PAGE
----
Too many unknowns in dome school idea
Why Reek chose $3.9 million project over other concepts
|Former Administrator Lillian Nenderson examines damage to the brick facade at Reek School.|
September 07, 2011 | 08:27 AMEditor's note: This is the second in a two-part series about the Reek School Board's second attempt this year to obtain approval for a repair/renovation project. The first story appeared in the Sept. 1 edition of the Regional News.
LINN — Not everybody believes in fixing Reek School. As the roof, brick and windows deteriorate, other alternatives rise to the surface, such as constructing a new school building or consolidating with another district.
But on Aug. 1, the School Board decided to ask district voters to approve a special referendum Oct. 18. The referendum is to allow the district to proceed with a $3.9 million project to fix the structural problems, improve the security at the school entrance and other enhancements officials deem necessary.
This is the same project voters turned down in April, but Reek Administrator Joe Zirngibl said during an Aug. 24 interview board members believe it may have been approved if more people participated in the spring election.
However, there are those like district resident William Grunow, who proposed the idea of building a new school at the Aug. 1 board meeting.
But not just any boxy, run-of-the-mill, traditional school building.
"A Monolithic Dome is a solid alternative to replacing an old school that has seen better days," Grunow stated in an Aug. 1 letter to the board. "Not for the price that the architect (hired by Reek for the referendum project) thought it would take, which was between $8 and $9 million, but for the same price of the failed April referendum."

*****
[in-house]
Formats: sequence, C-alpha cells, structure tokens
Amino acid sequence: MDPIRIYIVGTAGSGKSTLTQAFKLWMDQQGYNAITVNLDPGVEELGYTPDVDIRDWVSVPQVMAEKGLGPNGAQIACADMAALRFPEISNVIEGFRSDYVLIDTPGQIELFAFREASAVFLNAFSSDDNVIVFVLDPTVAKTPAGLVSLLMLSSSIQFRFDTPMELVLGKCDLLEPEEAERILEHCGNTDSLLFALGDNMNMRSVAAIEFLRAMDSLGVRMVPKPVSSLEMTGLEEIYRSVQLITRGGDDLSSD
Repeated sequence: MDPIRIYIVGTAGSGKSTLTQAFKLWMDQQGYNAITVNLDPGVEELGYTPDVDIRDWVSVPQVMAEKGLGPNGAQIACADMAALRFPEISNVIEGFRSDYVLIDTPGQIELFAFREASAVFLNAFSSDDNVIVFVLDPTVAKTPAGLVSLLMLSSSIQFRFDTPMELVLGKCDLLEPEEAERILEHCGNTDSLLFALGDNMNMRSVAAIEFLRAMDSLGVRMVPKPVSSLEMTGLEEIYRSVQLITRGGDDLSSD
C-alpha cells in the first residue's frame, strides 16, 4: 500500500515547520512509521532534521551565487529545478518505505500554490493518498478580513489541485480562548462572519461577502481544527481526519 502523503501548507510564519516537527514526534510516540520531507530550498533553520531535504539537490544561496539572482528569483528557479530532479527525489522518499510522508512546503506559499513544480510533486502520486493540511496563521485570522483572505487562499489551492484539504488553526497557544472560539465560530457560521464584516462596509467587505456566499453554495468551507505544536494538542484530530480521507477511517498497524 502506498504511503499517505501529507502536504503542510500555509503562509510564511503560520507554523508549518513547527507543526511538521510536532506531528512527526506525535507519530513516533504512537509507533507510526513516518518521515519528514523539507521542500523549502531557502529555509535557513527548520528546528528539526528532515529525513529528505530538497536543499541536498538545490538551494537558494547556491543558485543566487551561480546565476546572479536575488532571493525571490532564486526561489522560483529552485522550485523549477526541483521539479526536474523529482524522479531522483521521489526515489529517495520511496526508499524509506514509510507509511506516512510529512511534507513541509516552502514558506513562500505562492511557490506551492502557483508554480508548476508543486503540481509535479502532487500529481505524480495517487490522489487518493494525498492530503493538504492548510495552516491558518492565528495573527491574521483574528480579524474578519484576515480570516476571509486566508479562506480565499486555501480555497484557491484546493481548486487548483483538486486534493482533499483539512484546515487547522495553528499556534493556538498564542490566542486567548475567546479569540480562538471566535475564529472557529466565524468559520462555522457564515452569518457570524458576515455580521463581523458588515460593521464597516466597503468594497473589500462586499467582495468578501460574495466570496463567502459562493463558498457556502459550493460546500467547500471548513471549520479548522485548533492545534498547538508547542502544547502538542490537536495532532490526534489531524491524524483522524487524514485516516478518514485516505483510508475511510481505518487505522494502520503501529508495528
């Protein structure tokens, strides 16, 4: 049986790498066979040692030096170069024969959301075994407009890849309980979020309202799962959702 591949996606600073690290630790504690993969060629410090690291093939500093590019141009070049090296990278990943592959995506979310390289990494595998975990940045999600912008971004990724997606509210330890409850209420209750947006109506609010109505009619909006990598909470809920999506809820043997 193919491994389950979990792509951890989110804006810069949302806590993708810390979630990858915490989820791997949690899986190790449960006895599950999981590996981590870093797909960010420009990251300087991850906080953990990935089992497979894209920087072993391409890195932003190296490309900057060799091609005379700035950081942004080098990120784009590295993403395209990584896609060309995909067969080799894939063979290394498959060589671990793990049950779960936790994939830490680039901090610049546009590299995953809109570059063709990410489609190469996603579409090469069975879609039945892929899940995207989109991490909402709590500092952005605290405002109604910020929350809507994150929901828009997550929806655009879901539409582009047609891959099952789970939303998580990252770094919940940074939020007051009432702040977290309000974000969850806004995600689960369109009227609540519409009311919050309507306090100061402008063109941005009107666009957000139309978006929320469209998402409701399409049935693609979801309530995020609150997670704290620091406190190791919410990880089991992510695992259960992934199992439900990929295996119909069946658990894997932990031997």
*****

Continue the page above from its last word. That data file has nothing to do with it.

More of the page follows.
On Aug. 24, Zirngibl said the board opted for the same project because there wasn't enough information in Grunow's proposal. Still, it appears at least the idea of building a new school won't be completely swept off the table yet.
Another dome school?
The dome school idea surfaced after the failure of the April referendum. However, Grunow stated he reluctantly voted for that referendum because "very little of the $3.9 (million) was being used for better educating the Reek students." He also stated the Monolithic Dome style of building "was never a consideration" and it's an idea he had been interested in "for decades."
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According to Grunow, schools have been built using the Monolithic Dome system mainly to meet three considerations — cost, security and energy savings.
A school in Grand Meadows, Minn., was built using five Monolithic Dome structures. He toured Grand Meadows and found that district rented out office space in its old building.
"I feel Reek School would potentially have a better chance of developing and renting office space than Grand Meadows because of its location," Grunow stated.
He and Rick Crandall, one of the Grand Meadows dome architects, created a preliminary design for a Monolithic Dome school for Reek.